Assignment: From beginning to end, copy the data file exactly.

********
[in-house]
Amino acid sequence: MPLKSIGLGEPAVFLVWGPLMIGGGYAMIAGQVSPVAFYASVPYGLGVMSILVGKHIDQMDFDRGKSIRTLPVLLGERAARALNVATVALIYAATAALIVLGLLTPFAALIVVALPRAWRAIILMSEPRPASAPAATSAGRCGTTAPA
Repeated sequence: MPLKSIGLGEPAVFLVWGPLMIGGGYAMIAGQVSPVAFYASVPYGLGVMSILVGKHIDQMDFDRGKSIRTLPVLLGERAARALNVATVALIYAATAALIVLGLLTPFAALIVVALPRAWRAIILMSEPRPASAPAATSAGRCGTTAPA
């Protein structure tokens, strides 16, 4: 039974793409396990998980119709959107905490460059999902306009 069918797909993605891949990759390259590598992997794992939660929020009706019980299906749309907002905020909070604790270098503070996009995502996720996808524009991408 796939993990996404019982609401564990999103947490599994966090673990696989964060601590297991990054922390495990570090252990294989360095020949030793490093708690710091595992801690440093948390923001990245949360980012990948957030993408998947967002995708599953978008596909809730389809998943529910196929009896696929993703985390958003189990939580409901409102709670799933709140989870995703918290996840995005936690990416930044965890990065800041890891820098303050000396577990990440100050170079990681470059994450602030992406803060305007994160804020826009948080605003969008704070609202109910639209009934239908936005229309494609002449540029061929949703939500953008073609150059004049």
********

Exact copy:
[in-house]
Amino acid sequence: MPLKSIGLGEPAVFLVWGPLMIGGGYAMIAGQVSPVAFYASVPYGLGVMSILVGKHIDQMDFDRGKSIRTLPVLLGERAARALNVATVALIYAATAALIVLGLLTPFAALIVVALPRAWRAIILMSEPRPASAPAATSAGRCGTTAPA
Repeated sequence: MPLKSIGLGEPAVFLVWGPLMIGGGYAMIAGQVSPVAFYASVPYGLGVMSILVGKHIDQMDFDRGKSIRTLPVLLGERAARALNVATVALIYAATAALIVLGLLTPFAALIVVALPRAWRAIILMSEPRPASAPAATSAGRCGTTAPA
């Protein structure tokens, strides 16, 4: 039974793409396990998980119709959107905490460059999902306009 069918797909993605891949990759390259590598992997794992939660929020009706019980299906749309907002905020909070604790270098503070996009995502996720996808524009991408 796939993990996404019982609401564990999103947490599994966090673990696989964060601590297991990054922390495990570090252990294989360095020949030793490093708690710091595992801690440093948390923001990245949360980012990948957030993408998947967002995708599953978008596909809730389809998943529910196929009896696929993703985390958003189990939580409901409102709670799933709140989870995703918290996840995005936690990416930044965890990065800041890891820098303050000396577990990440100050170079990681470059994450602030992406803060305007994160804020826009948080605003969008704070609202109910639209009934239908936005229309494609002449540029061929949703939500953008073609150059004049």